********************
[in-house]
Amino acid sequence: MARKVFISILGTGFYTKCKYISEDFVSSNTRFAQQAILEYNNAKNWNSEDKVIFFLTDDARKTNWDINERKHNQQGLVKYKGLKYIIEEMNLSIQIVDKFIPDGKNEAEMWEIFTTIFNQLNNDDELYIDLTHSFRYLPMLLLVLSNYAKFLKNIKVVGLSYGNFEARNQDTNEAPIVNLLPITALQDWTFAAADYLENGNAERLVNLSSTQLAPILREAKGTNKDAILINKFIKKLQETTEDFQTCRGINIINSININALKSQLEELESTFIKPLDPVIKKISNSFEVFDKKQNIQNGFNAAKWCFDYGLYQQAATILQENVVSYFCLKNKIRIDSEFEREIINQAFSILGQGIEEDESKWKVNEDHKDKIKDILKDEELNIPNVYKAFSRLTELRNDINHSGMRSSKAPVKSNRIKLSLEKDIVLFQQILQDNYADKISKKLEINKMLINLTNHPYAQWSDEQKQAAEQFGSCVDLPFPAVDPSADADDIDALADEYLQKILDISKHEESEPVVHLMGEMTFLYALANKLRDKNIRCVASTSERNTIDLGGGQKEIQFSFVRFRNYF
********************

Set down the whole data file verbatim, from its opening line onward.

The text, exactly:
[in-house]
Amino acid sequence: MARKVFISILGTGFYTKCKYISEDFVSSNTRFAQQAILEYNNAKNWNSEDKVIFFLTDDARKTNWDINERKHNQQGLVKYKGLKYIIEEMNLSIQIVDKFIPDGKNEAEMWEIFTTIFNQLNNDDELYIDLTHSFRYLPMLLLVLSNYAKFLKNIKVVGLSYGNFEARNQDTNEAPIVNLLPITALQDWTFAAADYLENGNAERLVNLSSTQLAPILREAKGTNKDAILINKFIKKLQETTEDFQTCRGINIINSININALKSQLEELESTFIKPLDPVIKKISNSFEVFDKKQNIQNGFNAAKWCFDYGLYQQAATILQENVVSYFCLKNKIRIDSEFEREIINQAFSILGQGIEEDESKWKVNEDHKDKIKDILKDEELNIPNVYKAFSRLTELRNDINHSGMRSSKAPVKSNRIKLSLEKDIVLFQQILQDNYADKISKKLEINKMLINLTNHPYAQWSDEQKQAAEQFGSCVDLPFPAVDPSADADDIDALADEYLQKILDISKHEESEPVVHLMGEMTFLYALANKLRDKNIRCVASTSERNTIDLGGGQKEIQFSFVRFRNYF